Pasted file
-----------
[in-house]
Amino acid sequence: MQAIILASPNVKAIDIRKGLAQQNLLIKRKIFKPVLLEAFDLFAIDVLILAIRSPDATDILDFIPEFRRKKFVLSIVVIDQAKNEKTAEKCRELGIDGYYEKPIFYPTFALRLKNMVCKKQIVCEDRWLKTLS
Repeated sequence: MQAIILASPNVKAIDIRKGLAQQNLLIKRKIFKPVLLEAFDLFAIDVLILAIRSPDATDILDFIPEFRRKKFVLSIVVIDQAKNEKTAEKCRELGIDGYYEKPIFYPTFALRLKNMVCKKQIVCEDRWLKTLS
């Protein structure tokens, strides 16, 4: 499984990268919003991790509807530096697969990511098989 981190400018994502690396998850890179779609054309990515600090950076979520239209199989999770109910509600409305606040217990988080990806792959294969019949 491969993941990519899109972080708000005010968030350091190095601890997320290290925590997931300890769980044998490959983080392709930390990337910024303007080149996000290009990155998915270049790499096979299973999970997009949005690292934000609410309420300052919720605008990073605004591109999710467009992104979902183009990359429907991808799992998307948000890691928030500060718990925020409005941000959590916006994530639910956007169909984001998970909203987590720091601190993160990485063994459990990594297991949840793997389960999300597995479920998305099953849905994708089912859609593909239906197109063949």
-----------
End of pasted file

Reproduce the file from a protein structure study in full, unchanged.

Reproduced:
[in-house]
Amino acid sequence: MQAIILASPNVKAIDIRKGLAQQNLLIKRKIFKPVLLEAFDLFAIDVLILAIRSPDATDILDFIPEFRRKKFVLSIVVIDQAKNEKTAEKCRELGIDGYYEKPIFYPTFALRLKNMVCKKQIVCEDRWLKTLS
Repeated sequence: MQAIILASPNVKAIDIRKGLAQQNLLIKRKIFKPVLLEAFDLFAIDVLILAIRSPDATDILDFIPEFRRKKFVLSIVVIDQAKNEKTAEKCRELGIDGYYEKPIFYPTFALRLKNMVCKKQIVCEDRWLKTLS
């Protein structure tokens, strides 16, 4: 499984990268919003991790509807530096697969990511098989 981190400018994502690396998850890179779609054309990515600090950076979520239209199989999770109910509600409305606040217990988080990806792959294969019949 491969993941990519899109972080708000005010968030350091190095601890997320290290925590997931300890769980044998490959983080392709930390990337910024303007080149996000290009990155998915270049790499096979299973999970997009949005690292934000609410309420300052919720605008990073605004591109999710467009992104979902183009990359429907991808799992998307948000890691928030500060718990925020409005941000959590916006994530639910956007169909984001998970909203987590720091601190993160990485063994459990990594297991949840793997389960999300597995479920998305099953849905994708089912859609593909239906197109063949």